used to solve the problem. That information remains to be discovered by researchers who analyze the protocol. (See Ericsson and Simon, 1984, for an elaboration of this fundamental point.)

Verbal reports have been used effectively with a range of age groups, starting as early as kindergarten (Klahr and Robinson, 1981). Inter-rater reliabilities are often in the 0.6–0.7 range, depending on the complexity of the report and the training of the people who interpret it. There is a substantial trade-off between the reliability and richness of the record. Also, the analysis of verbal reports is extremely labor-intensive.

An equally rich but potentially more problematic source of data is the analysis of verbal interactions when two or more people work on a series of problems (Okada and Simon, 1997; Palincsar and Magnusson, 2001; Teasley, 1995). Obvious difficulties arise when these data are used to evaluate individual performance. However, the communicative demands of group problem solving may reveal certain kinds of knowledge that might otherwise not easily be assessed. Although it might be difficult to apply group problem-solving situations to large-scale assessment, it could be informative to ask individuals to respond to—or interpret others’ responses to—such multiple-player contexts. Indeed, several studies of cognitive development have used the technique of asking children to explain why another child responded erroneously to a question (Siegler, in press). These probes often yield highly diagnostic information about how well the child doing the explaining understands a domain.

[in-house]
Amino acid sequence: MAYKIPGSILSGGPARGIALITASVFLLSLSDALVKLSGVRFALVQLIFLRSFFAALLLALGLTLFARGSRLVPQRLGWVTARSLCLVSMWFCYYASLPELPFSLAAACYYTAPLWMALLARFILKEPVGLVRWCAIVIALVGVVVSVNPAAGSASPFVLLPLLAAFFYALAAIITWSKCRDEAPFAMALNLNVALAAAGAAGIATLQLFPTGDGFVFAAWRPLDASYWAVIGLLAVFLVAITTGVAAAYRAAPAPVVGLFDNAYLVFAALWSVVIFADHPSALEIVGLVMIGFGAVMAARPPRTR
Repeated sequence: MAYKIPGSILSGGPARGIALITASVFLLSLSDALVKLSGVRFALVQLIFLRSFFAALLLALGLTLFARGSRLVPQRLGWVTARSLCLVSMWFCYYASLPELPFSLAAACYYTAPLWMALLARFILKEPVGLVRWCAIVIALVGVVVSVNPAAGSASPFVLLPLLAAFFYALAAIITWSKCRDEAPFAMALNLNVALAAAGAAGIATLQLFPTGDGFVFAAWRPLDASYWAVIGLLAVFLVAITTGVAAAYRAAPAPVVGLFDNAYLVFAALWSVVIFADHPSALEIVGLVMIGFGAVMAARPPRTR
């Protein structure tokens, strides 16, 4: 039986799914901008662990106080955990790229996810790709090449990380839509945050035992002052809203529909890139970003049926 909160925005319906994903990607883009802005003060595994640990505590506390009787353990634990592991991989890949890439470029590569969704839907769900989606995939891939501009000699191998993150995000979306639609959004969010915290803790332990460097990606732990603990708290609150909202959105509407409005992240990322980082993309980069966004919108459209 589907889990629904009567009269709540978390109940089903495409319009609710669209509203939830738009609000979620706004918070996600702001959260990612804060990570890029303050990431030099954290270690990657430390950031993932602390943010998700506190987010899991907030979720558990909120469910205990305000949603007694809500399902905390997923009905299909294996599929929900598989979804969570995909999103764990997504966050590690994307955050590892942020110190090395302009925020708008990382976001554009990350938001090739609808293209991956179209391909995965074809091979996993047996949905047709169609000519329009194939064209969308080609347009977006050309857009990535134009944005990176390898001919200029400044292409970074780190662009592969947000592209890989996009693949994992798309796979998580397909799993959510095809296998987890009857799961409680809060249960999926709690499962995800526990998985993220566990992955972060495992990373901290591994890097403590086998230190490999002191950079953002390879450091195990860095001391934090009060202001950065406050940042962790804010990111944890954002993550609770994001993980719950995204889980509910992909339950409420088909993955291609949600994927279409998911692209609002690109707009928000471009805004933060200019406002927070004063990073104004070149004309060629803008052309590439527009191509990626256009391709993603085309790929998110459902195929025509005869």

Microgenetic Analysis

An increasingly refined and popular method of investigating cognitive development is microgenetic analysis.1 In this kind of fine-grained analysis, researchers closely observe people at densely spaced time intervals to view minute processes that could be obscured during less-frequent and less-detailed assessments. The properties of microgenetic analysis include (1) observations that span as much as possible of the period during which rapid change in competence occurs; (2) a density of observations within this period that is high relative to the rate of change in the phenomenon; and (3) observations that are examined on an intensive, trial-by-trial basis, with the goal of understanding the process of change in detail. Microgenetic observations may span weeks or months and hundreds of problems. The process

1  

This terminology is an artifact of Piaget’s view of his own focus of research as “genetic epistemology,” with “genetic” meaning simply growth over the life span. The method has no particular connection to or implications for the role of genetics in cognitive development. It could just as well be dubbed “microtemporal analysis” or “microdevelopmental analysis.”



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